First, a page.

The key difference here, however, is on the issue of posting versus reading. Cato, you suggest that you won't post to a forum that allows some of its participants to be "treated with the utmost disgust and revulsion." Well, okay, and something may indeed be "very, very wrong" with the tone of such a discussion.

But that still doesn't prevent you from navigating to a free site and reading a specific thread or a specific article (like my own) that has nothing to do with the kinds of threads that bring you grief.

Perhaps "flaming" is simply the nature of the beast we call the Internet. Plenty of people who would be pussycats in person become roaring lions when hiding behind a computer screen. And you will see the same dynamic played out in "ideological" forums especially, across the political spectrum, on blogs, in usenet groups, in the groups at Yahoo and MSN, and in the comments section of many online periodicals. It's because of these tendencies that each of us must discriminate in terms of our posting proclivities in the cyber-marketplace of ideas. But these tendencies don't prevent any of us from occasionally navigating to sites we don't like in order to read the one or two posts we might find enjoyable.

A very dear friend of mine who has known me for nearly twenty-five years once said to me that I'm the kind of guy who would find that one rose petal in a pile of manure. Sometimes, when the whole world smells like fertilizer, you do need to search out the flowers that spring forth, nourished.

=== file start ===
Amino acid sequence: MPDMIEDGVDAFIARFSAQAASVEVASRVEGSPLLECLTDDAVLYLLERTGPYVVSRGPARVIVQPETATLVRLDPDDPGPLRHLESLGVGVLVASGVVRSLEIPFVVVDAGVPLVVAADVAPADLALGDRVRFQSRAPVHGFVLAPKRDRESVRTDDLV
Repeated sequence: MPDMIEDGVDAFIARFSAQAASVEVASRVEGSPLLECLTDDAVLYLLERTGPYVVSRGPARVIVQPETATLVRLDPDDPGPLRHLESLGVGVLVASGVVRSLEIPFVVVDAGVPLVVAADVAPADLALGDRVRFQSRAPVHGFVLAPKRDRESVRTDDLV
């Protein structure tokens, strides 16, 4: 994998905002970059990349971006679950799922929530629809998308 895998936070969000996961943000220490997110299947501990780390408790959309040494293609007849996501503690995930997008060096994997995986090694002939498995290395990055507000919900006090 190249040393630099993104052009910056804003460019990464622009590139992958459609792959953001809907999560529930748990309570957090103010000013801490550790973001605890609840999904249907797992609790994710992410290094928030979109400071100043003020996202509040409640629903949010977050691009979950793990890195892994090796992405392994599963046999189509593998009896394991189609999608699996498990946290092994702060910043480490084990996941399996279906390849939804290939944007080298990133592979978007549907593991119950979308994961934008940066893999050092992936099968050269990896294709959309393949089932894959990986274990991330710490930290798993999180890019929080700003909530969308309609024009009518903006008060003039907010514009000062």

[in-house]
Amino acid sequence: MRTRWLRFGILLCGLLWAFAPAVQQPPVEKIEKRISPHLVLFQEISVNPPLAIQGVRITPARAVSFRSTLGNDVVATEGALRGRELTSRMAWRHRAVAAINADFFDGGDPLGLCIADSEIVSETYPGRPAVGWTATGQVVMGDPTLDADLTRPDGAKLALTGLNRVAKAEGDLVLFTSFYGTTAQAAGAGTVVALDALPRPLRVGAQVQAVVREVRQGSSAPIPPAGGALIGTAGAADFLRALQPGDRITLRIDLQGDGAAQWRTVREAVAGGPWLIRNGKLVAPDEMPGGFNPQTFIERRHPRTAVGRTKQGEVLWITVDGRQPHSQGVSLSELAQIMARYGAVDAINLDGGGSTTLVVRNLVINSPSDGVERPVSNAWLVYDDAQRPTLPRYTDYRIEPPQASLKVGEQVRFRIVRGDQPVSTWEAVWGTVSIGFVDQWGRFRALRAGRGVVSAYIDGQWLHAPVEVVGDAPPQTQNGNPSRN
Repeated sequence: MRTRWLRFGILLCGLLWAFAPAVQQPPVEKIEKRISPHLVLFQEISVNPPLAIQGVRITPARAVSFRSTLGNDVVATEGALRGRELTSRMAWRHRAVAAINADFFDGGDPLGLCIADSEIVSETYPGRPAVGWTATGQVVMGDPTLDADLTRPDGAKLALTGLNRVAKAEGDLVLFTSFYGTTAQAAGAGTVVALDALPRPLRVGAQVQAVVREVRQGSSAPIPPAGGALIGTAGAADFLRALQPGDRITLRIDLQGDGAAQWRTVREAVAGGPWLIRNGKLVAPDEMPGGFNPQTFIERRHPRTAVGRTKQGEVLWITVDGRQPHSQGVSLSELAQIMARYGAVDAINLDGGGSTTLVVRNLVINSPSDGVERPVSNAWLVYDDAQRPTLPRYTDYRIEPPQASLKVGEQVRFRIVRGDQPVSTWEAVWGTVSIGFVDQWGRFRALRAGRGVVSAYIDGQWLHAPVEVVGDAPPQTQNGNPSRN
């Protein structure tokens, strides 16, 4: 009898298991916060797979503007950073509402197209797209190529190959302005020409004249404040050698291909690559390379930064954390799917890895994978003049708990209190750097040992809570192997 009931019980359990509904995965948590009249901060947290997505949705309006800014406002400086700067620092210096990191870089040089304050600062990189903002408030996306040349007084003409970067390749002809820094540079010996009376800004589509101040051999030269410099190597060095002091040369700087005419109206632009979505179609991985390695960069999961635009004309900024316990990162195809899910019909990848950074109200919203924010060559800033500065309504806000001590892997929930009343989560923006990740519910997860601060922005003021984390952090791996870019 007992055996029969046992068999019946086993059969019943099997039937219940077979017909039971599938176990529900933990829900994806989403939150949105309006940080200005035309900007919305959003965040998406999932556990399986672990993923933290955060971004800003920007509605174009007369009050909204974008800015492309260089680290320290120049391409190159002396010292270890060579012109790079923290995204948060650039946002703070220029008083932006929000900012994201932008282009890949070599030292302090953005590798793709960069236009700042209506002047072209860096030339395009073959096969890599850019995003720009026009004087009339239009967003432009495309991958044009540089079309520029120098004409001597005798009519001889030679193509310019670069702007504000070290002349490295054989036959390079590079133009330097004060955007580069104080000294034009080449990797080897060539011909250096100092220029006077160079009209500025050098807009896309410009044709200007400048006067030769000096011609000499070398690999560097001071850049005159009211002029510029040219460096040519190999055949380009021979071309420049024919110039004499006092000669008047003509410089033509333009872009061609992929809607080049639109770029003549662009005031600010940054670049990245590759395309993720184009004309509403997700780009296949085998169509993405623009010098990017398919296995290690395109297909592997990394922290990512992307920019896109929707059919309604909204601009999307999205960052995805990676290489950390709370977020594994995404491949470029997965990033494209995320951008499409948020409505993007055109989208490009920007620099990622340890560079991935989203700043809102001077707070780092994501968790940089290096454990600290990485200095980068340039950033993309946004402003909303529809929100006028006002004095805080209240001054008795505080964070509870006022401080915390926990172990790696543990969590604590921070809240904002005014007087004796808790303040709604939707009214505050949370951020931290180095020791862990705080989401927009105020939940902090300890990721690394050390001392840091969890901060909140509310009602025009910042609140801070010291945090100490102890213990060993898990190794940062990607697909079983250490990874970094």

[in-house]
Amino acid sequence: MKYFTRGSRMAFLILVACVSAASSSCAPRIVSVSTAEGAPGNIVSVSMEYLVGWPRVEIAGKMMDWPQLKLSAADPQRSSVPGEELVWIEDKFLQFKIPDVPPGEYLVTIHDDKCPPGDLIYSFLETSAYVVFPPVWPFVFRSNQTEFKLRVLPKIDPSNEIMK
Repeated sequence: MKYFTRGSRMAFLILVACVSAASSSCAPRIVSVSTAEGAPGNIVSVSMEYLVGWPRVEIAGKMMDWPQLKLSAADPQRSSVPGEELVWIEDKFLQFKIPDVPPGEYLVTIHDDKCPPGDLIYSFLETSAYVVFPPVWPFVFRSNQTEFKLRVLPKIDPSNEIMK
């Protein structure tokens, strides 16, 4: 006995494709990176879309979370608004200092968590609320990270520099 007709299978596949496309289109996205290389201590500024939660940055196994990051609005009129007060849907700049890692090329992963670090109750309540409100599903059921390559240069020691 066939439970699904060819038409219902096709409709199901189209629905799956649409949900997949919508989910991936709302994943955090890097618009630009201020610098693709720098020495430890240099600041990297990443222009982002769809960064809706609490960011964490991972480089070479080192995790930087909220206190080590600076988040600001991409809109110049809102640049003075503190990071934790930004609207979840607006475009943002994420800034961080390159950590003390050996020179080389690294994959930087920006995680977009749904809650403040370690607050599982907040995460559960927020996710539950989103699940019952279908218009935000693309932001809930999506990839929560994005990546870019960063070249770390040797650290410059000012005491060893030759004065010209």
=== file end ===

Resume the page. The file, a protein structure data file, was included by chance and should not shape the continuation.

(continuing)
Comments welcome.


Again with utmost respect I must humbly disagree with Chris who I do not think is a whore --- sorry to disappoint you. But Chris raises several points most of which I think are side points.

Certainly unpleasant and uncivil forums like SOLO one may wish to avoid for obvious reasons. The tendency to call names, pass insults off as arguments, to abandon reason in favor of rudeness, etc. are all good reasons to avoid posting there. But what about reading? As Chris says one can sometimes find rose petals in piles of manure.

A cute analogy but what if instead of rose petals we said strawberries. Yes, you might find a strawberry in a pile of manure but is it worth the effort and would you eat it? Those are two other questions.

We all have limited time available and Im not sure sifting through mountains of manure for a rose petal or strawberry is the best way to spend that limited time. Id rather go to the many, many useful sites on the web and ignore those which reek of Objectivist fundamentalism. And if I do want a rose petal Ill go where I can find the whole rose and not just one petal covered with..... well we all know what that image conjures up.